I’ve asked this on on Stack Overflow but didn’t receive much of a response:
The Rails 4 documentation says this regarding destroy callbacks on the join model for a
has_many :through relationship:
collection=objectsReplaces the collections content by deleting and adding objects as appropriate. If the :through option is true callbacks in the join models are triggered except destroy callbacks, since deletion is direct.
Thankfully it’s documented at least, but I want to know why on earth this is the case? It makes more sense to trigger destroy callbacks (or have the option to) on a :through since these types of models can have destroy callbacks and other associations.
In my case I had a
has_and_belongs_to_many relationship on the join tables model off to another model. The records on that second join table would never be deleted when the associated records on the first join table were deleted. I resorted to this which feels hacky, and I have to repeat myself on each side of the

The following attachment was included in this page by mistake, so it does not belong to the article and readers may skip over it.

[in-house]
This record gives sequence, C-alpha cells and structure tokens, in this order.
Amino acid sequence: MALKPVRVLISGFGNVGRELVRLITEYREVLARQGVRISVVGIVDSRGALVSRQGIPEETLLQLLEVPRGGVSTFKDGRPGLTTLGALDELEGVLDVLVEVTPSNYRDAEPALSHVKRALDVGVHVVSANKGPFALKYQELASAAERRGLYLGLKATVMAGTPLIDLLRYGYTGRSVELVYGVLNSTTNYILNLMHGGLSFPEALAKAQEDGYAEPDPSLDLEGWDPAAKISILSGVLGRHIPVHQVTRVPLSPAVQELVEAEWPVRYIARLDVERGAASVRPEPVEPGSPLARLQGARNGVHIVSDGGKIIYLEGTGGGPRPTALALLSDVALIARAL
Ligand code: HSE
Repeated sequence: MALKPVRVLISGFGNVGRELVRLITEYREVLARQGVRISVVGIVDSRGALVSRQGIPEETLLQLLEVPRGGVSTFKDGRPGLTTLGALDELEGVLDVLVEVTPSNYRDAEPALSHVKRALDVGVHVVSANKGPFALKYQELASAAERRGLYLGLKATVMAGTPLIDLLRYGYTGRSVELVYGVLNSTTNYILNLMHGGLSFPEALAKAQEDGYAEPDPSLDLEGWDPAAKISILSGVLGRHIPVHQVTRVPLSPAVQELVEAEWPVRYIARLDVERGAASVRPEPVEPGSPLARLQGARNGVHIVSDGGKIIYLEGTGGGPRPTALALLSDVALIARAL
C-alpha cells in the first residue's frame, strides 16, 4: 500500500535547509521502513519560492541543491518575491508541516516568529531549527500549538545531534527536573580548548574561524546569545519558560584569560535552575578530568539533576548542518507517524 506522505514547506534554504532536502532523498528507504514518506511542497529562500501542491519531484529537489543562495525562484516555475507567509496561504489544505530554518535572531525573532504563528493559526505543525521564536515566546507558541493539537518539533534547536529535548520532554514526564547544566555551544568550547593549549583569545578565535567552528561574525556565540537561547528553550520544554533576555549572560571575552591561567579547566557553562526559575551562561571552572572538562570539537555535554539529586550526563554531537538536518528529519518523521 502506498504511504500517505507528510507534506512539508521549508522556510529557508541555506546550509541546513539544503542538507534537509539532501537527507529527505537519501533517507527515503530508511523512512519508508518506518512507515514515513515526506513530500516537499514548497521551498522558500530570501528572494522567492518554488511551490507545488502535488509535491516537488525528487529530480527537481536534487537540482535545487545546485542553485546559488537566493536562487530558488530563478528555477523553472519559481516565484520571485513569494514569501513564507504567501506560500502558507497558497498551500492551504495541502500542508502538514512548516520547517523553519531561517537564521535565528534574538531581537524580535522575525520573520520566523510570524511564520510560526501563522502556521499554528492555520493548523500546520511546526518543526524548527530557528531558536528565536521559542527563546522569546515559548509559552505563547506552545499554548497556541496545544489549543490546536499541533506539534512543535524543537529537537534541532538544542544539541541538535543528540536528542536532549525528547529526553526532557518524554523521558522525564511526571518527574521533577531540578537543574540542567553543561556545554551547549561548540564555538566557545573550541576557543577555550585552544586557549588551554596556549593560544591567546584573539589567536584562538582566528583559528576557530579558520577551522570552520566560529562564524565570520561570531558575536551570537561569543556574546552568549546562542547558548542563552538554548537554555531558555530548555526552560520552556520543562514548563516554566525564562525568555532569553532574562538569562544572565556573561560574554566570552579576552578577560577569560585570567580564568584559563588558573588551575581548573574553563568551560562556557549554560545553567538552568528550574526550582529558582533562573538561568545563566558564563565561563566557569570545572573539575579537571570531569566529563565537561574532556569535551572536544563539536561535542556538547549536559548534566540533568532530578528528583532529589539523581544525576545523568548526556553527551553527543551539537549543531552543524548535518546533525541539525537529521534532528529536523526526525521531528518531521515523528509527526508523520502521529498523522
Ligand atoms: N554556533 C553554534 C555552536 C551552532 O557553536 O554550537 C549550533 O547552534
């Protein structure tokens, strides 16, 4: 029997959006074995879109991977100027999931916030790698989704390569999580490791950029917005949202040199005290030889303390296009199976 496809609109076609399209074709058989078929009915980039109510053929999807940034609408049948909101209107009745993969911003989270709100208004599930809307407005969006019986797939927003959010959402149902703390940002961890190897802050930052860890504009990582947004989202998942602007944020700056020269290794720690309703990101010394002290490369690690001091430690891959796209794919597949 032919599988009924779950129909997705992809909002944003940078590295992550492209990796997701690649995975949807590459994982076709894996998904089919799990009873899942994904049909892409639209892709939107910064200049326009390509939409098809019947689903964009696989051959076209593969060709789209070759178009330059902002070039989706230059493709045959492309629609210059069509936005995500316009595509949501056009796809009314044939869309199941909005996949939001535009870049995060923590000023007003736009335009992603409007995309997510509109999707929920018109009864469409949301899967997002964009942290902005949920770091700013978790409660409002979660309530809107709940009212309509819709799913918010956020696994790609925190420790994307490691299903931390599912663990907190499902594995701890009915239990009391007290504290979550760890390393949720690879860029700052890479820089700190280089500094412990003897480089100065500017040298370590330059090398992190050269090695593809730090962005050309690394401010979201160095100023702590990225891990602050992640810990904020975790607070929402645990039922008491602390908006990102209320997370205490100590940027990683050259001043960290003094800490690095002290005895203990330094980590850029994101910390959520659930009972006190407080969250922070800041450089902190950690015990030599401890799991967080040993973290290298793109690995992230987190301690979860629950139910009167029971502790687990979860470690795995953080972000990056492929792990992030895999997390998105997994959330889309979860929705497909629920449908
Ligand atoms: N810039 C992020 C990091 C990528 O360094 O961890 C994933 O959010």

class SchoolsTemplate < ActiveRecord::Base belongs_to :school belongs_to :template has_and_belongs_to_many :groups
class School < ActiveRecord::Base
has_many :schools_templates, dependent: : destroy has_many :templates, through: :schools_templates, before_remove: : remove_groups_school_templates private def remove_groups_school_templates(template) schools_templates.where(template: template).first.groups.clear end
There’s a validation to ‘ensure’ uniqueness on the join tables records between the two foreign keys, so that’s why I can call
first in the callback.